Comstock's magazine 0618 - June 2018 - Page 69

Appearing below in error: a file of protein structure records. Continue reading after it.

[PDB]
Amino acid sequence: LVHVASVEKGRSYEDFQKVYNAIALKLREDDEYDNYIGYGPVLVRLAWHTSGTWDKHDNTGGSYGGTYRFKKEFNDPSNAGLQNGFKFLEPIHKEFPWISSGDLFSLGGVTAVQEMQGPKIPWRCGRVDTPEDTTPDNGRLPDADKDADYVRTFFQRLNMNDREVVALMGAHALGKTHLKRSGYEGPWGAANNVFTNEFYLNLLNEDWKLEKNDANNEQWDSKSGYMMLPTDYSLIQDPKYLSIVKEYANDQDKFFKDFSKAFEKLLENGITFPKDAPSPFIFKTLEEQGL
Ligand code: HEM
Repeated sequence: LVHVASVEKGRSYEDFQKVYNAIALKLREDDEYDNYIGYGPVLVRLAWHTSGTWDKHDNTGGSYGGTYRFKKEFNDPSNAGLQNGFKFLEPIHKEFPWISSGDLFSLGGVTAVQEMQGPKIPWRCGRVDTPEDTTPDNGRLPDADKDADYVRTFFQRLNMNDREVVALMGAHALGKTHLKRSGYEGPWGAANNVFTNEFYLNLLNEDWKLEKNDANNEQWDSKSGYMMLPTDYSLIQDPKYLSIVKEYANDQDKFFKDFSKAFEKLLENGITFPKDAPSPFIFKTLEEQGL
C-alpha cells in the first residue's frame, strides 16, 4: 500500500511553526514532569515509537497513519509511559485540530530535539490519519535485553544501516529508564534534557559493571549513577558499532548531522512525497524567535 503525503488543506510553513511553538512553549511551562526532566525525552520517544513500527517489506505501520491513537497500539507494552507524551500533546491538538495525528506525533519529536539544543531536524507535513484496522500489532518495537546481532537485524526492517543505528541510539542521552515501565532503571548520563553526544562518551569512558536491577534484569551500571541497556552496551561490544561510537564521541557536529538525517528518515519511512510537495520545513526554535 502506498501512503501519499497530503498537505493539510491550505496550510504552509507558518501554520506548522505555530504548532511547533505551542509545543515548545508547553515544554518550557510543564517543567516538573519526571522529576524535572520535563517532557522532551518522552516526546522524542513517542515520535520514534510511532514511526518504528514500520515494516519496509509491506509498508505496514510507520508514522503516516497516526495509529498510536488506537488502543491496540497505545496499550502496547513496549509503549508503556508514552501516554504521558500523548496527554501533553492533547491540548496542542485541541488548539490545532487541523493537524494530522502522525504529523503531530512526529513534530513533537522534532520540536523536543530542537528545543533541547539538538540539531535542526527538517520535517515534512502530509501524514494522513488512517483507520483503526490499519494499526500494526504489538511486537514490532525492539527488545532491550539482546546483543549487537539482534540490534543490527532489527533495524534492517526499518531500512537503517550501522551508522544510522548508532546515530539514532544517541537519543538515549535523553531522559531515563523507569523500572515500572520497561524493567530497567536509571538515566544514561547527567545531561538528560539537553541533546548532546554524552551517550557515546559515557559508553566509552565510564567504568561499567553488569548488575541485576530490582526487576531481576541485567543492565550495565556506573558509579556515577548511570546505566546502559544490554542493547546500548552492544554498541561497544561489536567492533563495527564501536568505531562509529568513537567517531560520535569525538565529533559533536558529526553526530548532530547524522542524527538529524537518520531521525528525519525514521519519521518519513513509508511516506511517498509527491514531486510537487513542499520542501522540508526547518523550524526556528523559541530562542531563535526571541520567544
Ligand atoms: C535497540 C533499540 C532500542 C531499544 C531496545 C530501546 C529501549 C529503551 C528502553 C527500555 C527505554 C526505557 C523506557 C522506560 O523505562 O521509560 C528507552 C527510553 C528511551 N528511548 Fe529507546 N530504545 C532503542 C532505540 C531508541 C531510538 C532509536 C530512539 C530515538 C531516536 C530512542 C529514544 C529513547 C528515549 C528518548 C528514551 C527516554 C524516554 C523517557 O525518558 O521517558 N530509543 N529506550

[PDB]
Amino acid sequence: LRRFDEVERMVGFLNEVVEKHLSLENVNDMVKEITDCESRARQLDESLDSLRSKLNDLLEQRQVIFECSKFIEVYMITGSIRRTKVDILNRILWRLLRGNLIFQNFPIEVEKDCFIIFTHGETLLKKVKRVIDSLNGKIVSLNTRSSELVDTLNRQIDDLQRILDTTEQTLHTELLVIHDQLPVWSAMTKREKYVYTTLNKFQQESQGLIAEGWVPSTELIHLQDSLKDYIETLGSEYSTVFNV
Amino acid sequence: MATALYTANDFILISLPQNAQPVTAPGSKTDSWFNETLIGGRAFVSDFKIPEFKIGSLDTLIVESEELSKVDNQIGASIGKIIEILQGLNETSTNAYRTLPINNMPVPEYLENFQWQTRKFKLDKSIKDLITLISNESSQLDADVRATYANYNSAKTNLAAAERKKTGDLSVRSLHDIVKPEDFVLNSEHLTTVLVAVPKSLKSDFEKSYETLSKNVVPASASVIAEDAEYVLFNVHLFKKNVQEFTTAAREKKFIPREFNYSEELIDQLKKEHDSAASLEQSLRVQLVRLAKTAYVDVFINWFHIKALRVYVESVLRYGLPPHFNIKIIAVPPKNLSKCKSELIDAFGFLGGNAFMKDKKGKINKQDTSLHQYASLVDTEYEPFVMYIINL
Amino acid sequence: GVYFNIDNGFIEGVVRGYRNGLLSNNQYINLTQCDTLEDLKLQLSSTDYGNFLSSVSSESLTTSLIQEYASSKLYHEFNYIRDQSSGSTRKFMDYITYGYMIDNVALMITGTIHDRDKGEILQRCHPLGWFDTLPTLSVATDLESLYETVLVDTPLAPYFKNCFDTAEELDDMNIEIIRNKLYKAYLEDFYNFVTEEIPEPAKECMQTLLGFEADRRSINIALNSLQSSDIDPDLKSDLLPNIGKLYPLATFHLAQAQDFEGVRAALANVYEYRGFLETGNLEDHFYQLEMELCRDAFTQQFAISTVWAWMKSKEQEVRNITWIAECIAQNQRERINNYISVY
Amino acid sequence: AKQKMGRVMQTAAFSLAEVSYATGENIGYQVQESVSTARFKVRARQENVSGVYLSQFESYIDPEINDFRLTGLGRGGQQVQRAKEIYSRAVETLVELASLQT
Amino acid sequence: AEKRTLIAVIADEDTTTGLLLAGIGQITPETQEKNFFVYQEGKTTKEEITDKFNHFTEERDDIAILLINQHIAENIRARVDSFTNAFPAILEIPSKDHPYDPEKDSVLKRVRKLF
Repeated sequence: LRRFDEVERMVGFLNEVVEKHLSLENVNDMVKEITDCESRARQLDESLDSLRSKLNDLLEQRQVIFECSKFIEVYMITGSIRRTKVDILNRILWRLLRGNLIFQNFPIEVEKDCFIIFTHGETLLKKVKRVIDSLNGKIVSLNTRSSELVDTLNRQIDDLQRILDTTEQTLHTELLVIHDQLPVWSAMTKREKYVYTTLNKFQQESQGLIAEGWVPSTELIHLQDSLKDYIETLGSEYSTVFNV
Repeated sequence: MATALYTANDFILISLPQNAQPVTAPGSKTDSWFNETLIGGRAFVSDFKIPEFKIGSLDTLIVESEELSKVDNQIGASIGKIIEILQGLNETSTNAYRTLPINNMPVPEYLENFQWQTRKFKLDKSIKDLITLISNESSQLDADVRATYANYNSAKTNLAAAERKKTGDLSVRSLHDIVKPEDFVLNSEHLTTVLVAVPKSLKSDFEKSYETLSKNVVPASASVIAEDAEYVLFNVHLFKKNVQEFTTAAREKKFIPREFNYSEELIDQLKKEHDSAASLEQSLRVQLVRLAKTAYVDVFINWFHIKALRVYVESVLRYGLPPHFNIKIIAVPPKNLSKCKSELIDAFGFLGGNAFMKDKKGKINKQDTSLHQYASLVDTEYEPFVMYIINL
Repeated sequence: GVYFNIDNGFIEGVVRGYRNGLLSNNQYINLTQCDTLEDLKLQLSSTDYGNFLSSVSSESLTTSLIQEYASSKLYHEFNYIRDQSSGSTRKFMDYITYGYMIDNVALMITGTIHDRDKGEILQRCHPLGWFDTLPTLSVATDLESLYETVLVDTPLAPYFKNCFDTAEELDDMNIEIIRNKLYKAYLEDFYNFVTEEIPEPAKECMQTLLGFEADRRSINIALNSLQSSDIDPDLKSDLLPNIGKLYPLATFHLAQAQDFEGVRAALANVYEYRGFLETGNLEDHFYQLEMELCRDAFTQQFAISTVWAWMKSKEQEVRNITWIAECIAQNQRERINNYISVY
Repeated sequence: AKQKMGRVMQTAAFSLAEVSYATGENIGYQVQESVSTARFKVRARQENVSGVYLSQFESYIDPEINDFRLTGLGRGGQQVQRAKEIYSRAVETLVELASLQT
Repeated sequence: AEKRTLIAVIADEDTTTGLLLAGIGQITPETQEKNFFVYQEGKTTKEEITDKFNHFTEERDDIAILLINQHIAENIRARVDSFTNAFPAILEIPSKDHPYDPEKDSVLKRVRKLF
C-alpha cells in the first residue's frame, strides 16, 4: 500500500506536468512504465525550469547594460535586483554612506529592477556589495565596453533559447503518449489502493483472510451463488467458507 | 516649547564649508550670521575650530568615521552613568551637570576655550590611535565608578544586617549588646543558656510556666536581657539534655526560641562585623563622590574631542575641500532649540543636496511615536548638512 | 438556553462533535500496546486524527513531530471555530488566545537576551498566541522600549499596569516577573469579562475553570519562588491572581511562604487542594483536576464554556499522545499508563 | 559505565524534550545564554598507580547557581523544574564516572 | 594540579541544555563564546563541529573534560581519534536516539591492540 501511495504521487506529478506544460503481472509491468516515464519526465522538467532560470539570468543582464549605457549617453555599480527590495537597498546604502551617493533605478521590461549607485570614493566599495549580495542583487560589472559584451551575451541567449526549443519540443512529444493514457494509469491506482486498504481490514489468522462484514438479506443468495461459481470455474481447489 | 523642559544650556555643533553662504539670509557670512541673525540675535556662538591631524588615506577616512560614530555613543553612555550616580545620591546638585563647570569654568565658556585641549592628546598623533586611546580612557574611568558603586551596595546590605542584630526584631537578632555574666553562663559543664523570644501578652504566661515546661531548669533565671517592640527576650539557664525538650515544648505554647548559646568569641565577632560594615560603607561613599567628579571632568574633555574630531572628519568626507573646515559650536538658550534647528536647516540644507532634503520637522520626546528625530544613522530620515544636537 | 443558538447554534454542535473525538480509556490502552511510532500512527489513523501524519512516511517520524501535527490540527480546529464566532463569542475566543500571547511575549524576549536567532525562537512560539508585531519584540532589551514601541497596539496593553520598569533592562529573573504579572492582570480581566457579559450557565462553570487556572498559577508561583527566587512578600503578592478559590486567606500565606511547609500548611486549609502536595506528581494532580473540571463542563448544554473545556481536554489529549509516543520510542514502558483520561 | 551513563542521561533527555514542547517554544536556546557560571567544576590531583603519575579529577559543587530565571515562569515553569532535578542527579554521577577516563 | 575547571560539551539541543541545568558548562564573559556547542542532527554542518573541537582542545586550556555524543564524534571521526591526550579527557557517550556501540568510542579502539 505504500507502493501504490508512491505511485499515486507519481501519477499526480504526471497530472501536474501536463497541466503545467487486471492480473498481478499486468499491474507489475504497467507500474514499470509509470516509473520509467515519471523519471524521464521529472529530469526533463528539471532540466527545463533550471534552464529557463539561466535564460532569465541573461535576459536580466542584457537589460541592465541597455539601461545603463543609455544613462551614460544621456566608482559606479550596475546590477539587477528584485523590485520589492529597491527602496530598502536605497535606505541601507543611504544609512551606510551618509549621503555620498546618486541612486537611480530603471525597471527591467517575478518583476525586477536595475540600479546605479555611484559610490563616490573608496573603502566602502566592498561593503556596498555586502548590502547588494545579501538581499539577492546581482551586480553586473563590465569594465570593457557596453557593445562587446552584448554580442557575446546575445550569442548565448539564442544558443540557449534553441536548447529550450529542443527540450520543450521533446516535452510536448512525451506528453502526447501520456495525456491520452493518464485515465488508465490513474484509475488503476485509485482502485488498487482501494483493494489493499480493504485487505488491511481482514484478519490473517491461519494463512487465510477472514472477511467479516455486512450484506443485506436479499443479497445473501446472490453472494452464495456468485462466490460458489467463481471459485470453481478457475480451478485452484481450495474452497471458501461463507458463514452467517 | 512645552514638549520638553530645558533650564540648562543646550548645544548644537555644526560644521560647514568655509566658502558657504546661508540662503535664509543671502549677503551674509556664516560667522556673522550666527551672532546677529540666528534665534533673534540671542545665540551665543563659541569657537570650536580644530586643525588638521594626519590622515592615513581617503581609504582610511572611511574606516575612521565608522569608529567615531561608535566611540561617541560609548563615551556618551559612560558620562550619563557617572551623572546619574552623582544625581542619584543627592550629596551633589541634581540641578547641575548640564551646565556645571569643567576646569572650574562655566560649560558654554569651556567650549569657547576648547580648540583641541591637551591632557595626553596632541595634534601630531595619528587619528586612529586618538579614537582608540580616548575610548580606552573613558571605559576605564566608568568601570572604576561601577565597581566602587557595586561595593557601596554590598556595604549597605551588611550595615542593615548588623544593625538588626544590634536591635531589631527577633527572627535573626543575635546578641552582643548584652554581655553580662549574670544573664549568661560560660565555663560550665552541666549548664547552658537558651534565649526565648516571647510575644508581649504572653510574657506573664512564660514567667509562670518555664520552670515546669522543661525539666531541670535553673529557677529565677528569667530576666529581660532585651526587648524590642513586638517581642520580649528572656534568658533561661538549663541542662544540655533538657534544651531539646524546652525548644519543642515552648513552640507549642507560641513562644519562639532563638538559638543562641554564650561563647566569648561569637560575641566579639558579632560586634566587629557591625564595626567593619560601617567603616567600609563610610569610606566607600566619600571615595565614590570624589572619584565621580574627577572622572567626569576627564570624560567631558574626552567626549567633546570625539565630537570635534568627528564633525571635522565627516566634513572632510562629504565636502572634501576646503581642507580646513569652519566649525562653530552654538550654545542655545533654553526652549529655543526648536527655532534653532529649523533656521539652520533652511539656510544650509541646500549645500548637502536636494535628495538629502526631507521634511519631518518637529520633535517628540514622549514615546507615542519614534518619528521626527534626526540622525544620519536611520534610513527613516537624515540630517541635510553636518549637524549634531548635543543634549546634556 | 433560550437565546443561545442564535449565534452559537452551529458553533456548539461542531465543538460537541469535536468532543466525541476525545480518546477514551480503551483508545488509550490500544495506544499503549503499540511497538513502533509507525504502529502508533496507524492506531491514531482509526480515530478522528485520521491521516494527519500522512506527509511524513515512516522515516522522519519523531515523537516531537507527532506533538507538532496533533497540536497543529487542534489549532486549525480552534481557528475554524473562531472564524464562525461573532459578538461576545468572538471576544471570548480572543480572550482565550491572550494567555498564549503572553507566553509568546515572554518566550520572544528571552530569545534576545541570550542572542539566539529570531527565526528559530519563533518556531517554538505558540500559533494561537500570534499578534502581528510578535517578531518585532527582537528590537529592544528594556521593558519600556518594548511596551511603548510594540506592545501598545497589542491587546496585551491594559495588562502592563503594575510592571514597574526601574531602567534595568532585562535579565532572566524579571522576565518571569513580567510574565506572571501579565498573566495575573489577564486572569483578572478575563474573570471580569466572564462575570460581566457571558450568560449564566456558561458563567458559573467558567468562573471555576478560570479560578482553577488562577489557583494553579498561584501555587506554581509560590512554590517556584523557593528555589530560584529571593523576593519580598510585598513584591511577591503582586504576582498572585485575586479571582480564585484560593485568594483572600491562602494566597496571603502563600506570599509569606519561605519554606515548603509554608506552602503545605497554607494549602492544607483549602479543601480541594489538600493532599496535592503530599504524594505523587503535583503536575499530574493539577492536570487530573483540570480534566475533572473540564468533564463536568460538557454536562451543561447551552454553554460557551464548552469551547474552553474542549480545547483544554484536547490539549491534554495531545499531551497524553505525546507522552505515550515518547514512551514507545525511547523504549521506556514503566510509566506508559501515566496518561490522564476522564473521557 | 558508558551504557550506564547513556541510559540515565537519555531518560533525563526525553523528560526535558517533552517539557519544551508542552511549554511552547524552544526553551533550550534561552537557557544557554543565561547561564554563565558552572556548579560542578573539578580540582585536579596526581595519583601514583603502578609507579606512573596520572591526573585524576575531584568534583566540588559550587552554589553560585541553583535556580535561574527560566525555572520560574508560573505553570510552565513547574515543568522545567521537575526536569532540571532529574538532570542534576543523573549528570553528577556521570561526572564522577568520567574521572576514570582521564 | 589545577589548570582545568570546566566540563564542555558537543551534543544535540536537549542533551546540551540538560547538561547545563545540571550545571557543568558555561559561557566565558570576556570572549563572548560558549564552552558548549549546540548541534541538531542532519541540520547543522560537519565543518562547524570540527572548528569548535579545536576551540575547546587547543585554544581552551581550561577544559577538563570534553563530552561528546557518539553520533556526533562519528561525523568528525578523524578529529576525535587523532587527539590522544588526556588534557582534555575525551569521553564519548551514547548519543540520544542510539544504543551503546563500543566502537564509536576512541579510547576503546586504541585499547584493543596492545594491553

To meet the needs of its quickly growing population, Placer County identified a 100-acre parcel off Highway 65 in Roseville to locate its new justice center and superior court. The modern interpretation of a traditional courthouse yield- ed a structure with a dramatic and open entryway, large glass windows and contemporary architectural elements that are also sustainable. The site’s parcel was owned by JB Co. (Joe Benvenuti), a local developer and contractor who agreed to sell the land to the county and build the courthouse. The County signed a short-term lease agreement with JB Co. to design, build and lease back the courthouse, before allowing the State of California to buy it from the County once all the transactions had taken place (the State was in the process of acquiring the responsibility for all courthouses during a seven-year peri- od from 2002 to 2009). Placer County interviewed potential architects to design the project and selected Sacramento architect Dreyfuss + Blackford, which has a vast portfolio of courthouse projects and had successfully worked with the County and the general contractor on previous projects. For economies sake, the architects explored the idea of using a tilt-up design, with the understanding that the ceremonial face of the building needed to have a big civic expression. That gave the designers an opportunity to econo- mize on three of the four walls and then use the fourth wall for a large, striking entry. Protected wetlands in the area limited the site to 72 acres of usable land, with 5 acres for the court- house. The remainder is used for other county justice needs, including a jail and sheriff offices. To capitalize on the view and manage the warm temperatures, Dreyfuss + Blackford oriented the building so that the contemplative spaces — the judge’s chambers and the jury deliberation rooms — were south facing and overlooked the natural pastoral wetlands. On the north side, the alignment allowed for lots of glass and was a natural place for the front door of the building. The building kinks, with a knuckle that divides the courtrooms and offices. That kink gave the architects the inspiration for a series of seven individual sets of what they call expressive eyebrows. “It was the kinking of the building that allowed us to create this very unique, idiosyncratic expression,” says president and managing principal John Webre. “We looked to the real transparency involved in the U.S. criminal justice system, which is so unique, and took a very modern view and interpretation of the role of justice in this country.” The proj- ect was completed in 2008. June 2018 | 75